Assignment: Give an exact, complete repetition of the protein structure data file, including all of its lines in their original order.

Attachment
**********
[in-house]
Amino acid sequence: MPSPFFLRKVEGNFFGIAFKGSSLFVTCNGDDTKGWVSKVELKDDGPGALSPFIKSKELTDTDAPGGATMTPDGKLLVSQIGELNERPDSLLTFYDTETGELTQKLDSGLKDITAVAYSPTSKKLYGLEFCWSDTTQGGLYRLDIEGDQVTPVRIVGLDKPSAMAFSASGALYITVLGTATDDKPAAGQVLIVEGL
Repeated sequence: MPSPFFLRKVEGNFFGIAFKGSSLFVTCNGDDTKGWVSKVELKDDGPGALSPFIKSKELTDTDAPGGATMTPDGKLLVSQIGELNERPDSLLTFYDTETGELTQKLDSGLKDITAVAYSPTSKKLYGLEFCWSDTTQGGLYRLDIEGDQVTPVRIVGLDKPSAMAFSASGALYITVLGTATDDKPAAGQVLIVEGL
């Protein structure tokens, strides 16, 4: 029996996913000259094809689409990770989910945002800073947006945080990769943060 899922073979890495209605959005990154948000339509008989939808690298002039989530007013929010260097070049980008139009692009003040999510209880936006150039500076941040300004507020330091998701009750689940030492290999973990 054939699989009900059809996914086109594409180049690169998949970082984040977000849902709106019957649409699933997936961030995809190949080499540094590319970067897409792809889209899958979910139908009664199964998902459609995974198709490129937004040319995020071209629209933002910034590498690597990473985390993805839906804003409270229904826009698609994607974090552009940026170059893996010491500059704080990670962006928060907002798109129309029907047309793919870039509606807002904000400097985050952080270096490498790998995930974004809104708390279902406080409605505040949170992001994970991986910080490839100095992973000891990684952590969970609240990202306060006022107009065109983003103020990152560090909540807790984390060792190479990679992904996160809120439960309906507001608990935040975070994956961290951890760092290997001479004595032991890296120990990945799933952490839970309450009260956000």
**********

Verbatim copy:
[in-house]
Amino acid sequence: MPSPFFLRKVEGNFFGIAFKGSSLFVTCNGDDTKGWVSKVELKDDGPGALSPFIKSKELTDTDAPGGATMTPDGKLLVSQIGELNERPDSLLTFYDTETGELTQKLDSGLKDITAVAYSPTSKKLYGLEFCWSDTTQGGLYRLDIEGDQVTPVRIVGLDKPSAMAFSASGALYITVLGTATDDKPAAGQVLIVEGL
Repeated sequence: MPSPFFLRKVEGNFFGIAFKGSSLFVTCNGDDTKGWVSKVELKDDGPGALSPFIKSKELTDTDAPGGATMTPDGKLLVSQIGELNERPDSLLTFYDTETGELTQKLDSGLKDITAVAYSPTSKKLYGLEFCWSDTTQGGLYRLDIEGDQVTPVRIVGLDKPSAMAFSASGALYITVLGTATDDKPAAGQVLIVEGL
């Protein structure tokens, strides 16, 4: 029996996913000259094809689409990770989910945002800073947006945080990769943060 899922073979890495209605959005990154948000339509008989939808690298002039989530007013929010260097070049980008139009692009003040999510209880936006150039500076941040300004507020330091998701009750689940030492290999973990 054939699989009900059809996914086109594409180049690169998949970082984040977000849902709106019957649409699933997936961030995809190949080499540094590319970067897409792809889209899958979910139908009664199964998902459609995974198709490129937004040319995020071209629209933002910034590498690597990473985390993805839906804003409270229904826009698609994607974090552009940026170059893996010491500059704080990670962006928060907002798109129309029907047309793919870039509606807002904000400097985050952080270096490498790998995930974004809104708390279902406080409605505040949170992001994970991986910080490839100095992973000891990684952590969970609240990202306060006022107009065109983003103020990152560090909540807790984390060792190479990679992904996160809120439960309906507001608990935040975070994956961290951890760092290997001479004595032991890296120990990945799933952490839970309450009260956000």